This process was, in fact, incredibly rapid. After a while, he’d add commentary, mostly to Aurora (who understood the process far better than I) about how he needed to contract the area above the eyes to make the visor fit the helmet (oh, yes, it has to work!) or to make the snout symmetrical. Often, he’d make marks with a white stick that proved to be a soapstone pencil. Soapstone leaves marks that are not burned away by heat. And goodness, there is a lot of heat involved.
And there it was. four hours solid work, and it was done.
Which is to say, it was still black from the hammer. It will take Aurora hours of planishing (that’s the careful work whereby you make the surface very smooth with a hammer) and polishing to make the helmet and the visor mirror bright. And then Aurora will have to make a liner, sew it in, get a chain aventail, rivet on verveilles (the brass super-rivets that hold your maille to your helmet) and probably a cloth liner for the maille, and then rivet the visor to the helmet with heavy pivoting rivets after morticing a pair of hinges…
No problem. Another day, I’ll do a piece on Aurora and her skills and her jewelry. This is Jeffrey’s day, though, and I found his work incredible.
Jeffrey has been a professional armorer for less than three years. Before that he was a biologist. His skills–from metal moving to enameling, engraving, repousse, etching–all his metalworking skills are excellent. He challenges himself constantly to work at the edge of the envelope and try new techniques and learn new skills.
I asked what his favorite period was. He said ‘I love the sixteenth century,’ but after a pause, he said, ‘I really jump around. I love to do things that are completely new.’ Speaking as an author, I agree–I love all of history, and there’s something marvelous about the moment when you dive into a new period–pick up the first broad secondary source and start the plunge.
With Jeffrey I could see the width of his interest. On one table was a beautifully executed, very simple sixteenth century pikeman’s helmet.
While at the earliest part of the spectrum…
Is this stunning 6th c. BCE Greek breast plate that just happened to be sitting there. Okay, it was made by Jeffrey for me, and I’ll be wearing it at Marathon in Greece, and for the rest of my life, I hope. It sure fits!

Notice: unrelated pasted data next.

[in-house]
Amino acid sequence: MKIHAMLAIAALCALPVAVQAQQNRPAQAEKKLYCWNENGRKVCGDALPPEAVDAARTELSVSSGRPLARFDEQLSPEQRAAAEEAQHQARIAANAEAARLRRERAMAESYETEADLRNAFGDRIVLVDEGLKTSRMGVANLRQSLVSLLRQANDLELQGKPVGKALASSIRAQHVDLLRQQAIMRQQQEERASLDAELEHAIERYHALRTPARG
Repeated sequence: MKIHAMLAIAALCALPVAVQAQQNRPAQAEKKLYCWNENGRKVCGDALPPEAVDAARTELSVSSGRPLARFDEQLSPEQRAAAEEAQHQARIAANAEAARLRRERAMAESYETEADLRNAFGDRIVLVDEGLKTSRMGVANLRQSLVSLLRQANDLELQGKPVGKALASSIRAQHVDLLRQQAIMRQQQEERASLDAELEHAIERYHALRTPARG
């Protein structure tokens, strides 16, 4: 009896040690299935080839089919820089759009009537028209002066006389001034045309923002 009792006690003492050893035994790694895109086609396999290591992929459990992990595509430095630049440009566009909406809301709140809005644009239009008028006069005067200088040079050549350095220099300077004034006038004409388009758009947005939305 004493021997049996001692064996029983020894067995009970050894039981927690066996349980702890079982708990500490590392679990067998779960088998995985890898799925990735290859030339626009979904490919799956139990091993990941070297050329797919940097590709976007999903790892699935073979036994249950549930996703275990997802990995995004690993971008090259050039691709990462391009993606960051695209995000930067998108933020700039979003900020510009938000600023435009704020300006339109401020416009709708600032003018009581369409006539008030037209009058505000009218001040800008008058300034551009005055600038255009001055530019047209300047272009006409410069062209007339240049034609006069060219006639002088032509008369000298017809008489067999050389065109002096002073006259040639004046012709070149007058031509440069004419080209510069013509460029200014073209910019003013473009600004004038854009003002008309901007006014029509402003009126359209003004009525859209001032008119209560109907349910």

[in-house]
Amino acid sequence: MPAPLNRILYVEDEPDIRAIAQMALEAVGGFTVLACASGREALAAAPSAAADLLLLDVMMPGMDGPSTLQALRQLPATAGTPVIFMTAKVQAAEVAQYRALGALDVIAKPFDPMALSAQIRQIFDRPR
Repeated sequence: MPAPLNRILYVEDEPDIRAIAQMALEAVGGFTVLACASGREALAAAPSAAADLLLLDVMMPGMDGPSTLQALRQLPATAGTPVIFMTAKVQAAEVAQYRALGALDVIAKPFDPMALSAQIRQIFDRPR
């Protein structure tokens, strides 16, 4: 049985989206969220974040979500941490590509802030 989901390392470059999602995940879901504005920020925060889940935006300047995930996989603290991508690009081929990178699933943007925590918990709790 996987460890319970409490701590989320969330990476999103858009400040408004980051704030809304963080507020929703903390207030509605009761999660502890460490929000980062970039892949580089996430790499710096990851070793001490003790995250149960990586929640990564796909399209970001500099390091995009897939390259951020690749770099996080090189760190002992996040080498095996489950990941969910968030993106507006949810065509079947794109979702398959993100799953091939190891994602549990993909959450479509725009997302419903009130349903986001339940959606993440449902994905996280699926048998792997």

I feel I have to include this for completeness…
Jeffrey had this in his office. It is the Sutton Hoo shield device. Someone will have this on their shield. But not, I think, in 1385. Still, seeing the reality of it made me think of art forms and the Faery Knight.
But what it all really made me think of was the process of fabrication and how personal it was; the relationship between a knight and his (or her) armourer. Armour is part of you–it’s not something you ‘buy’ but something you wear and possess and inhabit, like a car or a house. Something that is both protective and decorative, something that requires more maintenance than most people give their cars, something that can, with effort, last forever. People who make this marvelous stuff have to make metal fit with the same care that I can cut cloth. (That’s another blog). And metal doesn’t stretch. Metal has to fit. If it doesn’t fit, it can hurt. And once you sink all that money into a full armour…
Don’t gain weight.
And at another remove, we can’t ever really go into the past, but people like Jeffrey Hildebrandt make it possible to get closer–to learn things you cannot learn without wearing the right stuff, made the right way. Over the next few weeks, I’ll talk about other superb crafts people–Aurora Simmons, Jiri Klipac, Leo Todeschini, Craig Sitch–but I wanted to start with a full project and a full day, and a lot of photos, just to give a notion of what goes into making a suit of armour.
This was just one visor.
Oh, and when Aurora is done, I’ll show you the final helmet. Can you see the subtle differences from mine? SO the next time we’re fighting on the same side in a melee–I won’t hit her.